Ah, summer. It's a magical time. The days are slower, the weather is fantastic (here in the Midwest anyway - sorry, Southern readers!), and everyone seems happier. Are you taking the time to soak up some sun and enjoy all that nature has to offer? If you aren't outdoors-y enough for camping or hiking, try going on a picnic! Food always tastes better in fresher air, and with a DIY waterproof picnic blanket under your legs, you may never want to eat inside again.
Picnic season is upon us. As a matter of fact, July is National Picnic Month! To celebrate, we're working on projects all month that are best enjoyed outdoors. Today I'm here to show you how to transform a regular straw tote bag into a handy backpack, perfect for bringing an outdoor lunch to the park. Keep reading to see how this picnic basket backpack was made.
- A tote bag made from straw or some type of woven material (I snagged mine off a clearance rack at the craft store!)
- Jean rivets and a riveting tool
- A hammer
- Two 1-yards strips of suede material (1/2" width)
- Four metal D-rings
- Two large sew-on snaps
- Embroidery thread and needle
- Marking pencil
Begin by determining where the straps of the picnic basket backpack should lie. The top straps should sit roughly 11" apart from each other, and the bottom straps should be wider, at about 13". Weave a strip of suede into the top of the tote bag. You can do this by opening up a section of the woven material, and feeding one end of the strip through.
Weave the other end of the suede through the bottom of the bag. This will be trickier, as you'll need to pass through the front and then again through the back. Do the same on the opposite side of the tote bag.
At the top of the bag, fold the strap over so it meets with itself. Using a marking pencil, draw an "x" where the rivet will sit in order to create a loop from the strap. Make sure to mark both the end of the strap and the point where it meets itself, as the rivet has to pass through both materials.
Do the same for the bottom of the bag.
Pull both straps off the bag, and transfer your markings from one strap to the other. Now both your straps should be marked at the top and bottom.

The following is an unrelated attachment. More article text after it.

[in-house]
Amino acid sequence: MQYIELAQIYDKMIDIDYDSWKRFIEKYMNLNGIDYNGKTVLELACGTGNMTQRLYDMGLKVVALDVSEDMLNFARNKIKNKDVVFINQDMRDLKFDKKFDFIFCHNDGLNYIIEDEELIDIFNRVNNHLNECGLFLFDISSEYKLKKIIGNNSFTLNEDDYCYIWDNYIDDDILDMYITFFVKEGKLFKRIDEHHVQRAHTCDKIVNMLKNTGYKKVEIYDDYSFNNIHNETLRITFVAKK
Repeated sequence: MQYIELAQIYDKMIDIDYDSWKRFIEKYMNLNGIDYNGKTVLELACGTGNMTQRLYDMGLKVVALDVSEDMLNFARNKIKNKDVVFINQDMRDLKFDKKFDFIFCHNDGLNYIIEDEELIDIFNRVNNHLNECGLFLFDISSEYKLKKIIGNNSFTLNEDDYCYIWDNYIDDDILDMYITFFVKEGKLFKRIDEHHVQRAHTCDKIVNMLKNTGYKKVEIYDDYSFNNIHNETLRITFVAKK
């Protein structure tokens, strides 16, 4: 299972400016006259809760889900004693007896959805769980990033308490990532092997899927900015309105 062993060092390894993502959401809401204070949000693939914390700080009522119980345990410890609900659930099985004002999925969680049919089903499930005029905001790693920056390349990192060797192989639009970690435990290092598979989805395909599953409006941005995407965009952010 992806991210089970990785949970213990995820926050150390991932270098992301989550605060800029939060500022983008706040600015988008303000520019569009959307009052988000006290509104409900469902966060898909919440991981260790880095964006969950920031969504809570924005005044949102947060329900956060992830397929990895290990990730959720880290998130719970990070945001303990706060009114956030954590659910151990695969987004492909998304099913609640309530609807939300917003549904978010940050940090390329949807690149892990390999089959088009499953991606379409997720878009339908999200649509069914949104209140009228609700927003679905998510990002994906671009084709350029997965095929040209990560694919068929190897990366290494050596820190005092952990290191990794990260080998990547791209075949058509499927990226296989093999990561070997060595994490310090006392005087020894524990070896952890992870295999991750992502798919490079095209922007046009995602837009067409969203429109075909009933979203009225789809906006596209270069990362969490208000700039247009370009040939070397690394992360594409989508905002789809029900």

Now it's time to get to riveting! Per the instructions that come with the riveting tool, grab the awl, the appropriate accessories, and a hammer. Lay the strap on the backer, then position the awl above one of the marks you made on the suede strap. Hammer until you've created a hole.
Repeat for all the marks made on the suede straps. You will end up with two holes on each end.
Next, prepare to install the rivets. Grab a jean rivet, and per the instructions accompanying your riveting tool, assemble the tool (as seen above).
Weave the straps back through the bag, and align the holes. Align the riveting tool over the hole, and hammer until the rivet is flat. Repeat for each end of the straps.
To make the straps adjustable on this picnic basket backpack, you will need to install D-rings. Cut each strap roughly 18 inches from the top. You will install the D-rings to the top strap, not the bottom.
Grab two D-rings and fold the end of the strap over the straight side. Just as you did in the beginning, mark where the rivet should go, create the holes with the awl, and hammer the rivet in place. Do this for the strap on the other side of the bag. To use the D-rings, feed the bottom strap through both of the rings on the curved side, then back down through the front ring to tighten.
Finally, use a needle and thread to add two snaps to the inside of the basket to keep it closed.
What you do with the handles of the tote bag are up to you. If the handles are short enough, you could leave them. I opted for cutting part of mine off, then tying them to the inside so they wouldn't unravel.
Now you're ready for a summer full of picnic adventures!
I kept my picnic basket backpack pretty simplistic, but if you want to jazz yours up a bit, you could add an interior lining, some pockets, or even dividers.
Looking for a more traditional basket to bring along on your picnic? We have a simple IKEA hack for that!
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